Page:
The legitimisation of knowledge: a work‐based learning perspective of APEL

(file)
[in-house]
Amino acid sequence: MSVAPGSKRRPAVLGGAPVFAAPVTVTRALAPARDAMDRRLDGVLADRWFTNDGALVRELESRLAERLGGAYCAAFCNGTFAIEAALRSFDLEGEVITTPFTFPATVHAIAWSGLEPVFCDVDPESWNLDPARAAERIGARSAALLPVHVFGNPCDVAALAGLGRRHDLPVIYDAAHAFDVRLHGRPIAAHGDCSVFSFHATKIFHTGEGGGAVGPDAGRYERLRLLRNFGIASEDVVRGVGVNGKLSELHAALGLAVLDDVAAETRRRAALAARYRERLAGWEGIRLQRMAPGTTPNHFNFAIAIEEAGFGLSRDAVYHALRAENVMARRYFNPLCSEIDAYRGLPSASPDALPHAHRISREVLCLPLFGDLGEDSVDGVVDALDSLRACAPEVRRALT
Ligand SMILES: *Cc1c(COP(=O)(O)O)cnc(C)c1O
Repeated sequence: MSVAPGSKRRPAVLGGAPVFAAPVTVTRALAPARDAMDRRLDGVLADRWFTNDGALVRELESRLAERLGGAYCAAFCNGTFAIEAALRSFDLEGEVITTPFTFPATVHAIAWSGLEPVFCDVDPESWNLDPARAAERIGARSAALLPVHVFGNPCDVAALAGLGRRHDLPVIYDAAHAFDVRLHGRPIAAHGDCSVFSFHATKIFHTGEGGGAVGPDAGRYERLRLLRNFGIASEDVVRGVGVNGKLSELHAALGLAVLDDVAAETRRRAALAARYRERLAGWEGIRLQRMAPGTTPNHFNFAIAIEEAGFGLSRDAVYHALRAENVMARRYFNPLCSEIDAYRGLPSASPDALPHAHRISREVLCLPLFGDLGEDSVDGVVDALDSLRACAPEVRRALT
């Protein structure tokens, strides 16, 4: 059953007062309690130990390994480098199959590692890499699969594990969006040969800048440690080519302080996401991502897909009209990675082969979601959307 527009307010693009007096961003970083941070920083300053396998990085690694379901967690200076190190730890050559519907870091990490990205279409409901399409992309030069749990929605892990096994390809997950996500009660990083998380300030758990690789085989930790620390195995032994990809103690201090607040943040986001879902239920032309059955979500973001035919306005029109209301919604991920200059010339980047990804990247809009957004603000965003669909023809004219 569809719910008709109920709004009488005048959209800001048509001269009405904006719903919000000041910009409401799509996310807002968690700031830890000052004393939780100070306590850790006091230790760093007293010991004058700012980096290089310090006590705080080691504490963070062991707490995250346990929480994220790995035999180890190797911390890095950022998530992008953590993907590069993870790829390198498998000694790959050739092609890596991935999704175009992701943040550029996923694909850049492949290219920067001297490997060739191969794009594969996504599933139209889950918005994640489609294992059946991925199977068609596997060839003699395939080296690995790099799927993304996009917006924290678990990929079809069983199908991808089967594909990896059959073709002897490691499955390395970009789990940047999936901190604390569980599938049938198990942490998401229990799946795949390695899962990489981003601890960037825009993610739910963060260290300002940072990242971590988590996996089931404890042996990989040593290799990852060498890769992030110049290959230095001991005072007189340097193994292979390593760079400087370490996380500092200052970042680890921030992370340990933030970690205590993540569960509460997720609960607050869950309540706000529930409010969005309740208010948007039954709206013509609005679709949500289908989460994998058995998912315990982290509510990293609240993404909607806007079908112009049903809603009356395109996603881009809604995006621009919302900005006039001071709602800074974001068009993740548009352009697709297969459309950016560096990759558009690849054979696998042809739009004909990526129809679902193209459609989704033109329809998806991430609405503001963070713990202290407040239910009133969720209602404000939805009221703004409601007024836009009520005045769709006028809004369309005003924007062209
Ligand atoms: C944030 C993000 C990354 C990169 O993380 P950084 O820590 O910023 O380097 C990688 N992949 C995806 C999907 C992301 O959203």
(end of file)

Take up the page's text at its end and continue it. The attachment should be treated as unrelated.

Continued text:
Accreditation of Prior Experiential Learning (APEL) is now an established but relatively underused process in higher education (HE). In our review article, we argue that this is because APEL not only challenges the traditional university monopoly of knowledge but also challenges other established processes and social constructions. Work‐Based Learning (WBL) has used APEL to great advantage in allowing people to gain access to HE. Also, it has done much to challenge traditional discipline based assumptions associated with APEL practice through seeking to recognise the knowledge and abilities that come about through the three spheres of work, the academic and the personal. This article examines the perspectives of five tutors who regularly support the development of, and assess the APEL claims of WBL students. The perspectives of the tutors are presented as vignettes. These, together with three short case examples, are used to illustrate themes that are related to the APEL process: power and control within the infrastructure of universities; the power of the disciplines to skew the depth and significance of prior and experiential learning; the pressure from government for universities to foster employee learning; competing value positions of academics and of students; and the social influence of students and assessors' gender, race and class. We look at these five overlapping themes and how the field of WBL may have certain features that can help overcome these constructions in the APEL process. We also consider the struggles of WBL and its own emerging value positions.
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